The presence of human rhinovirus infections in type 2 asthma cytokine alarmins amplifies and upholds the Th2 immune response. At the same time, dendritic cells (DCs) discharge chemokines CC-chemokine ligands (CCL) 17 and CCL22, which promote the recruitment of Th2 cells and ILC2s, paving the way for the spawn of IL-4, IL-5, and IL-13 [54].
Increasing scientific evidence endorses that the physiological manifestation of type 2 asthma is mediated by type 2 cytokines, which are produced as a consequence of the allergen-specific Th2 cells and innate lymphoid cells 2 (ILC2s) activation; these can be associated with damage to the protection against the respiratory virus. ILC2s do not express antigen-specific type-like receptors; on the contrary, they express cytokine, chemokine, lipid mediators, and neuropeptide receptors [55,56]. Diverse studies have suggested that ILC2s are involved in the commencement of asthma and its exacerbations, which is caused by unleashing factors, such as viral infections [51]. Furthermore, it has been proposed that ILC2s are associated with severe asthma [57].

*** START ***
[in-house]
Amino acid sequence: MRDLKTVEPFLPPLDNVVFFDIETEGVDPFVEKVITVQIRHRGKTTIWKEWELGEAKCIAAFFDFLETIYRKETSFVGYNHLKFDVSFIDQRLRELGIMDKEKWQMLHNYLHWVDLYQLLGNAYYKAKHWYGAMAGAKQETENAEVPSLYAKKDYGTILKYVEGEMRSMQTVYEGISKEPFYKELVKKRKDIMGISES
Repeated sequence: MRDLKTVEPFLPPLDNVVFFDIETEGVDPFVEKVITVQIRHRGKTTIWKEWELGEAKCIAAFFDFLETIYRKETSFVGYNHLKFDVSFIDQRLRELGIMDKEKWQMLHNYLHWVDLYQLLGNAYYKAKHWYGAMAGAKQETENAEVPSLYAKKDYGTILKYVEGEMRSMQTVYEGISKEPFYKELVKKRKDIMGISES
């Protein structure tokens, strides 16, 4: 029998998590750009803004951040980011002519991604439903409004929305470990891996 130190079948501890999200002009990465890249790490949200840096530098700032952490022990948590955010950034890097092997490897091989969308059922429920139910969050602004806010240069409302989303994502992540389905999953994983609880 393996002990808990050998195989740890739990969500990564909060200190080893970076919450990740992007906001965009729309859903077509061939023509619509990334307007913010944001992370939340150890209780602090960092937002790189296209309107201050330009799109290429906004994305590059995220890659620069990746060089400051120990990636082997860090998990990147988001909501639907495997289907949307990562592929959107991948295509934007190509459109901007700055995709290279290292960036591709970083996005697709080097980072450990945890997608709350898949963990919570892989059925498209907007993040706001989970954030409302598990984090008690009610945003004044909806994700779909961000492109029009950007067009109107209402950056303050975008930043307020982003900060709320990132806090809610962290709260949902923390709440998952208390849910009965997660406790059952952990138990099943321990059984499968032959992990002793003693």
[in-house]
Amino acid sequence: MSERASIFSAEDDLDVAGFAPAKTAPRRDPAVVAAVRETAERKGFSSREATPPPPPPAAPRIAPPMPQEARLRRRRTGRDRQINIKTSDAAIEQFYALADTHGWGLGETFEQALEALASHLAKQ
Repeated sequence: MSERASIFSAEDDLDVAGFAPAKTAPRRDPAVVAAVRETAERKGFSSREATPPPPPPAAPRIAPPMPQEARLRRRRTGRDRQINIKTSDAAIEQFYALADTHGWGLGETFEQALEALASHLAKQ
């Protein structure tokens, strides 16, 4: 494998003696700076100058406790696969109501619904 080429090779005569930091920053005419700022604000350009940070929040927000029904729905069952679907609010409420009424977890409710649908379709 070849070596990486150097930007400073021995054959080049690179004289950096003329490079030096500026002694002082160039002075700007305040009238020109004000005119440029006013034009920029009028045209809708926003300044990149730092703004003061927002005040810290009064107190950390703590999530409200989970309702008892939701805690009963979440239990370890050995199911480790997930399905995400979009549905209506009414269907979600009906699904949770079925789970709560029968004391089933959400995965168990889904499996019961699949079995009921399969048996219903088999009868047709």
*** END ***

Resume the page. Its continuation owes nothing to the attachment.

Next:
4.1. Respiratory Syncytial Virus

The immunological mechanisms before RSV infection start in the nasal epithelial cells, activating the innate response through the activation of type 2 lymphoid cells. Nasal epithelial cells release proinflammatory mediators and recruit immune cells, such as monocytes, macrophages, and DCs. Monocytes induce the release of proinflammatory cytokines, such as TNF-α, IL-1, IL-6, IL-8, IL-10, and IL-18, and promote a Th2-impaired immune response with a parallel decline in lymphocyte maturation and IFN-γ production and a marked release of IL-4 and IL-13. Production of IL25 and 33 by damaged respiratory epithelium stimulates human ILC2; it also promotes the release of IL-4 and IL-13 with a further enhancement of the Th2 immune response. TLR on the monocyte membrane interacts with the RSV F protein and induces increased binding of environmental lipopolysaccharides to the airway epithelium, the activation of mitogen-activated protein kinase (MAPK), and the production of proinflammatory cytokines [58,59].